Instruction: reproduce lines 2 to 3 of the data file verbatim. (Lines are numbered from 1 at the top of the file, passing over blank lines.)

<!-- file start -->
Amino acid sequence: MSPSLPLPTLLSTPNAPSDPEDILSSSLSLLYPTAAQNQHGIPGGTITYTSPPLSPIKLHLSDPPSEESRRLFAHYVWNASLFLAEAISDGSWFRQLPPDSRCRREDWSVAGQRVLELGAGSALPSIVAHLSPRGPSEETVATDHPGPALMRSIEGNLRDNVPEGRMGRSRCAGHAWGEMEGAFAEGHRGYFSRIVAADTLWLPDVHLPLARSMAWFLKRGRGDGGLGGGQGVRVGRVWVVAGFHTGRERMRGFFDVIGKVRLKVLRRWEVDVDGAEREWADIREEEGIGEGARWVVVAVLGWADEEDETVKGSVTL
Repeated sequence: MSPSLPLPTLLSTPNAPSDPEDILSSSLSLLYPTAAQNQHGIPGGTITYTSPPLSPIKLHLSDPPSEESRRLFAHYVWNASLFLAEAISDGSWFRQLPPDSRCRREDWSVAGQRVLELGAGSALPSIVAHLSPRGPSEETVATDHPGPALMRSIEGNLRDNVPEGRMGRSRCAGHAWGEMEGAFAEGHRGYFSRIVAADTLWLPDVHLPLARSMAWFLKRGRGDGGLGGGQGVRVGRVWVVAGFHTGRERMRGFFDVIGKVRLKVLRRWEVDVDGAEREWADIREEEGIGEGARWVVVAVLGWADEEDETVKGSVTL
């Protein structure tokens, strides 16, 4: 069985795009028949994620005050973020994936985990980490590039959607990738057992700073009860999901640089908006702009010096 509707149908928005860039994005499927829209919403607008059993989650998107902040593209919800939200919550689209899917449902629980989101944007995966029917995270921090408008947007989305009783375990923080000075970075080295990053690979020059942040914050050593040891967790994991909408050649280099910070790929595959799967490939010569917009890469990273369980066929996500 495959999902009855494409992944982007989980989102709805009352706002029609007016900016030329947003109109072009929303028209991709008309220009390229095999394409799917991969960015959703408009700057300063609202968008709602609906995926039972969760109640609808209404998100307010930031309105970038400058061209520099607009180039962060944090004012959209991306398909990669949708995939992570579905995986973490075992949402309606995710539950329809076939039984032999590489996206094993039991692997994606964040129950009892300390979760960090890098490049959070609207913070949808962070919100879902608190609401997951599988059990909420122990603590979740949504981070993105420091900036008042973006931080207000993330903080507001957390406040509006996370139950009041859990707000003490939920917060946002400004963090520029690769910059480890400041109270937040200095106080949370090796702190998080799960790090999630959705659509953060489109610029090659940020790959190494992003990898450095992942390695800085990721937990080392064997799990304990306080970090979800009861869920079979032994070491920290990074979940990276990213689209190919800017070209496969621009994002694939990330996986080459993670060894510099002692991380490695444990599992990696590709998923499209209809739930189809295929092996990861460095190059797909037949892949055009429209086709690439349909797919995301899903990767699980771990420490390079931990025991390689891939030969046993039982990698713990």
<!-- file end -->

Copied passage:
Repeated sequence: MSPSLPLPTLLSTPNAPSDPEDILSSSLSLLYPTAAQNQHGIPGGTITYTSPPLSPIKLHLSDPPSEESRRLFAHYVWNASLFLAEAISDGSWFRQLPPDSRCRREDWSVAGQRVLELGAGSALPSIVAHLSPRGPSEETVATDHPGPALMRSIEGNLRDNVPEGRMGRSRCAGHAWGEMEGAFAEGHRGYFSRIVAADTLWLPDVHLPLARSMAWFLKRGRGDGGLGGGQGVRVGRVWVVAGFHTGRERMRGFFDVIGKVRLKVLRRWEVDVDGAEREWADIREEEGIGEGARWVVVAVLGWADEEDETVKGSVTL
């Protein structure tokens, strides 16, 4: 069985795009028949994620005050973020994936985990980490590039959607990738057992700073009860999901640089908006702009010096 509707149908928005860039994005499927829209919403607008059993989650998107902040593209919800939200919550689209899917449902629980989101944007995966029917995270921090408008947007989305009783375990923080000075970075080295990053690979020059942040914050050593040891967790994991909408050649280099910070790929595959799967490939010569917009890469990273369980066929996500 495959999902009855494409992944982007989980989102709805009352706002029609007016900016030329947003109109072009929303028209991709008309220009390229095999394409799917991969960015959703408009700057300063609202968008709602609906995926039972969760109640609808209404998100307010930031309105970038400058061209520099607009180039962060944090004012959209991306398909990669949708995939992570579905995986973490075992949402309606995710539950329809076939039984032999590489996206094993039991692997994606964040129950009892300390979760960090890098490049959070609207913070949808962070919100879902608190609401997951599988059990909420122990603590979740949504981070993105420091900036008042973006931080207000993330903080507001957390406040509006996370139950009041859990707000003490939920917060946002400004963090520029690769910059480890400041109270937040200095106080949370090796702190998080799960790090999630959705659509953060489109610029090659940020790959190494992003990898450095992942390695800085990721937990080392064997799990304990306080970090979800009861869920079979032994070491920290990074979940990276990213689209190919800017070209496969621009994002694939990330996986080459993670060894510099002692991380490695444990599992990696590709998923499209209809739930189809295929092996990861460095190059797909037949892949055009429209086709690439349909797919995301899903990767699980771990420490390079931990025991390689891939030969046993039982990698713990």